Mississippi Immigrants Rights Alliance Executive Director Bill Chandler said the edgy migrant population needs to be made aware that the Census cannot, by law, share responses with the DOJ or ICE, despite whatever implication they get from the DOJ’s controversial request.

“We’re starting a couple of years ahead of time, educating people about it,” Chandler said. “It’s going to be a big part of our agenda this year. We’re taking our message around the whole state because we’ve got to be ready for this.”

The group plans to have representatives working the Hispanic-heavy territories in the eastern section of the state and on the southern coast, spreading awareness about the importance of participation. They admit it will require plenty of footwork.

“You have to go door-to-door. That’s the best way to do it,” MIRA’s Community Coordinator Melinda Medina said. “Social media helps, but the most effective way is to go directly into the neighborhoods, go into the apartment complexes and host meetings.”

Field representatives must overcome the new immigrant population’s sheer mobility. Rarely renting the same space for more than a few years makes finding people tricky. But the population is also highly religious and Medina said reaching groups during Catholic Mass is a sure method for making contact.

“It’s going to take a few years and more than a dozen people to (dispel the fear), but I believe that we can actually get this done,” said Medina. “It helps to know the population and know the facts.”

Conservative groups don’t really try to hide their desire to curb the count and knock the legs out from under voters in majority-Democrat districts. Kansas Secretary of State Kris Kobach, who labors to stifle Democrat turnout, told Breitbart news that it was unfair to have large numbers of non-voters skewing counts.

“There are about 710,000 people in each congressional district. But, if half of the district is made up of illegal aliens, then there are only 355,000 citizens in the district. The value of each citizen’s vote in such a district is twice as high,” Kobach stated.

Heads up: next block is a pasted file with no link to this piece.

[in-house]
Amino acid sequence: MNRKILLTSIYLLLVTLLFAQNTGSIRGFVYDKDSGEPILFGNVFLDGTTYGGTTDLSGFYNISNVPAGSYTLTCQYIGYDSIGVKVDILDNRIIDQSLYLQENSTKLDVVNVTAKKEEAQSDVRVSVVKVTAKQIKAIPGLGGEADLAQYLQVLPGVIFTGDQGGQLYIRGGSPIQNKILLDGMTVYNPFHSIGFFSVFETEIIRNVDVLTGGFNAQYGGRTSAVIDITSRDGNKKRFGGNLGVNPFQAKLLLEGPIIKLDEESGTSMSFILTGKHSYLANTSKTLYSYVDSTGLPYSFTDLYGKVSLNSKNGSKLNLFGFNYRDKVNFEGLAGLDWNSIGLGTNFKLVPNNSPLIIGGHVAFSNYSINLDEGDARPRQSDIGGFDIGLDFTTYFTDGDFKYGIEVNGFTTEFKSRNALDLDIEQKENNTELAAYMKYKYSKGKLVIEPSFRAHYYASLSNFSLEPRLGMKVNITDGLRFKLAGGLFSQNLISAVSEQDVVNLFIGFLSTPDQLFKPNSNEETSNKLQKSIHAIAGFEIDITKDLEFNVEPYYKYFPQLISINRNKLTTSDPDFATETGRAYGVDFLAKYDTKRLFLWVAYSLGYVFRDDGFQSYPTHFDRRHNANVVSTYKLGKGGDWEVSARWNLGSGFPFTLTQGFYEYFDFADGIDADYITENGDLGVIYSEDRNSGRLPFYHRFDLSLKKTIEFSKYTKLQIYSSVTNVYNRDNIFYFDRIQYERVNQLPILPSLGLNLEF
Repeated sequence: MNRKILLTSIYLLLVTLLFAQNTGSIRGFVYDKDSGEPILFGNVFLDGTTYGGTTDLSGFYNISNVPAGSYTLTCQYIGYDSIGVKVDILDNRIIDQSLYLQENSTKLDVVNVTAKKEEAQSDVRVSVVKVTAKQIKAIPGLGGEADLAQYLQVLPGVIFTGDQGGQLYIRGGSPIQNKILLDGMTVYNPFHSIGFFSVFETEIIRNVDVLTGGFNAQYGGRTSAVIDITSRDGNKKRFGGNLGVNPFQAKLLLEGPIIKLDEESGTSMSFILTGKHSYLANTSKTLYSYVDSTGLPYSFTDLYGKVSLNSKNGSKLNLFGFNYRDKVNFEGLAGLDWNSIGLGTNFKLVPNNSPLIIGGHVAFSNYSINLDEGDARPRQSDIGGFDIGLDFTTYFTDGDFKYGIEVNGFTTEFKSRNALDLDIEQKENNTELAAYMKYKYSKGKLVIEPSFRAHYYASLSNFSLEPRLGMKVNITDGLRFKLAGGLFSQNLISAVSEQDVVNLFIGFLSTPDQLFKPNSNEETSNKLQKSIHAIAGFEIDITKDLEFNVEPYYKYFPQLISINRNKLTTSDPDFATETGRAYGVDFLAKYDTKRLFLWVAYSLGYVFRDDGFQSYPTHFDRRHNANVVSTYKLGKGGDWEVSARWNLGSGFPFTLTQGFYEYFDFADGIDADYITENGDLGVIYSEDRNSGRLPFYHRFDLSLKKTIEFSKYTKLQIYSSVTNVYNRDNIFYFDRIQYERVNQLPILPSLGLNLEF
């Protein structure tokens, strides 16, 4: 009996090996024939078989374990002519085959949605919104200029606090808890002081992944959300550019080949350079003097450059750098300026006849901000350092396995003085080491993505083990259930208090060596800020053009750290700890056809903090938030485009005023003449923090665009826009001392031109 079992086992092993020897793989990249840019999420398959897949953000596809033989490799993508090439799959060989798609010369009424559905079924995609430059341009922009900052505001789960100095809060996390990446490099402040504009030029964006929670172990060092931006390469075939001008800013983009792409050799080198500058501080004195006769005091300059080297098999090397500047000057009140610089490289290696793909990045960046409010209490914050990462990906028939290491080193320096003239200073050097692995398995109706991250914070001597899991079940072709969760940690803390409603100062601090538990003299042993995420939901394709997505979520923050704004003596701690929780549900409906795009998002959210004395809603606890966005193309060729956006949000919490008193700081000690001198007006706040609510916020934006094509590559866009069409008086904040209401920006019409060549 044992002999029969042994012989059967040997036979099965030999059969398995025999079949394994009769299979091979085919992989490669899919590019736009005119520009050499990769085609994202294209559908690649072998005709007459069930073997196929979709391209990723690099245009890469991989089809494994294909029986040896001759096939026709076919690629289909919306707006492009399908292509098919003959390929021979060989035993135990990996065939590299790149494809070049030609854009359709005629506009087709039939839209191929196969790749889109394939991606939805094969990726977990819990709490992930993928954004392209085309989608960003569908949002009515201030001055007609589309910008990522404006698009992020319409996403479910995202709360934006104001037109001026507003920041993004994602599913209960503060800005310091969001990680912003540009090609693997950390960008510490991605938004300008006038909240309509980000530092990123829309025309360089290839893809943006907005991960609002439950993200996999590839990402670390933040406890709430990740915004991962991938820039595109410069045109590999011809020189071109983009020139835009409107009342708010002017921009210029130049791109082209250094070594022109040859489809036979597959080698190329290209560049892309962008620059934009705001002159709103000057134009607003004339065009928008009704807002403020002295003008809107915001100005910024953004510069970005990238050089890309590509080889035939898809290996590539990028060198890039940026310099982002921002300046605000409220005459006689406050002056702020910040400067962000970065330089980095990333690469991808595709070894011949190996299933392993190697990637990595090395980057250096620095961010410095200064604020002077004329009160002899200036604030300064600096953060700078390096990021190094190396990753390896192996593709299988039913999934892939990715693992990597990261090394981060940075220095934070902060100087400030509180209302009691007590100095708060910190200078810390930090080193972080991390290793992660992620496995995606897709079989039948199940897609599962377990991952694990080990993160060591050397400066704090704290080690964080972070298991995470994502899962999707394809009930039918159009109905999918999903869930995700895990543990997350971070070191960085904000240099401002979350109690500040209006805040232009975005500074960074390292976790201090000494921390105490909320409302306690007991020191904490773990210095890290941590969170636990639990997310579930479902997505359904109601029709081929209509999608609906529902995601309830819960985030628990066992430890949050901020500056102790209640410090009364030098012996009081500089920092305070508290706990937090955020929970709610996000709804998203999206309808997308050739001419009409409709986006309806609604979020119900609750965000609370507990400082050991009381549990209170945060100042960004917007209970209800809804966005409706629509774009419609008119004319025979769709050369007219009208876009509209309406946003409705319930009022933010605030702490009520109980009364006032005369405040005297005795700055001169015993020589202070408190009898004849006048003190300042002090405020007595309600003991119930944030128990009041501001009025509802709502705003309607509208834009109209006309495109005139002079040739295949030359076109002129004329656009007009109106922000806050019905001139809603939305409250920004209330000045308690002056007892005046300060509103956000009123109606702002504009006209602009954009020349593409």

Getting an accurate tally was already a headache without Republican meddling. In prior years in Mississippi, the bureau used too many white male enumerators, who were uneasy about approaching small black rural communities and so would estimate the number of people they thought lived there, leading to suspected undercounts of minorities. Mississippi also needed more Spanish-speaking census takers in previous counts, although Chandler said he does not expect that to be a problem this time.

More than 10 years ago, MIRA joined the pro-democracy organization, Southern Echo, to help the Census Bureau fill the holes in its ground game. The two groups broadcast the upcoming count, with Southern Echo working the largely impoverished areas in the western half of the state, and MIRA focusing on Latino populations in the eastern sector. Chandler said both organizations learned from various sputtering misfires, and now have an upgraded strategy.

Southern Echo Senior Policy Analyst and co-founder Leroy Johnson said his association is jumping ahead again this year by singling out 30 anticipated problem counties in the impoverished outlands upon which to focus. They’ve been updating residents’ addresses and are coordinating with Census Bureau state liaison officers to net as many elusive residents as possible.

Nobody, he said, will be waiting for the Census Bureau’s response to the DOJ’s controversial request. There is no penalty for jumping the gun. “We’re doing this process starting now.”